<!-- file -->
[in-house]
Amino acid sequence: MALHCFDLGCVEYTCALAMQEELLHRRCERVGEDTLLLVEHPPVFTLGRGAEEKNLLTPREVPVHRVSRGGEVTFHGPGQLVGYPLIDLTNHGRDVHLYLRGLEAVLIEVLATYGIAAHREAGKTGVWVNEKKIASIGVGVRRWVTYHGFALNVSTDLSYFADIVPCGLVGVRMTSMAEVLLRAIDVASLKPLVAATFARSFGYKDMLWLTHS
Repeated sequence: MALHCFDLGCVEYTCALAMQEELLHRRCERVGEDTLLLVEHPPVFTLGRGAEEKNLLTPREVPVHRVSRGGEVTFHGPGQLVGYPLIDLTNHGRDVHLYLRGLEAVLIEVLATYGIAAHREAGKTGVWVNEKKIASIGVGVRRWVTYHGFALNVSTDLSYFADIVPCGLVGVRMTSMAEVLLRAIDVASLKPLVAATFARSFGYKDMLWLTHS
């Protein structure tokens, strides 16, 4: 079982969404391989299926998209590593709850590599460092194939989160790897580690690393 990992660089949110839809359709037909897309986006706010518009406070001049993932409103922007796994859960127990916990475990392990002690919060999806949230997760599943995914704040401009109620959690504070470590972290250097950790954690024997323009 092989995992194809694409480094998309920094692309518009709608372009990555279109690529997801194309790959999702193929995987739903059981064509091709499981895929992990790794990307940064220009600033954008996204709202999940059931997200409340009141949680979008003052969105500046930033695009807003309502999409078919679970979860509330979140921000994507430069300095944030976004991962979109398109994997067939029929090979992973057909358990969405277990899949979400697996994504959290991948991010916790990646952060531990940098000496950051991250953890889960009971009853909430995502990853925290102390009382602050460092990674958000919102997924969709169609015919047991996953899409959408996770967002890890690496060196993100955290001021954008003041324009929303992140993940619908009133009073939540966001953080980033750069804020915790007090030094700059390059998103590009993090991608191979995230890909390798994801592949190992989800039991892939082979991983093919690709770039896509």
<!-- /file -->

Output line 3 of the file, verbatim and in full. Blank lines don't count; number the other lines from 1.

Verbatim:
Repeated sequence: MALHCFDLGCVEYTCALAMQEELLHRRCERVGEDTLLLVEHPPVFTLGRGAEEKNLLTPREVPVHRVSRGGEVTFHGPGQLVGYPLIDLTNHGRDVHLYLRGLEAVLIEVLATYGIAAHREAGKTGVWVNEKKIASIGVGVRRWVTYHGFALNVSTDLSYFADIVPCGLVGVRMTSMAEVLLRAIDVASLKPLVAATFARSFGYKDMLWLTHS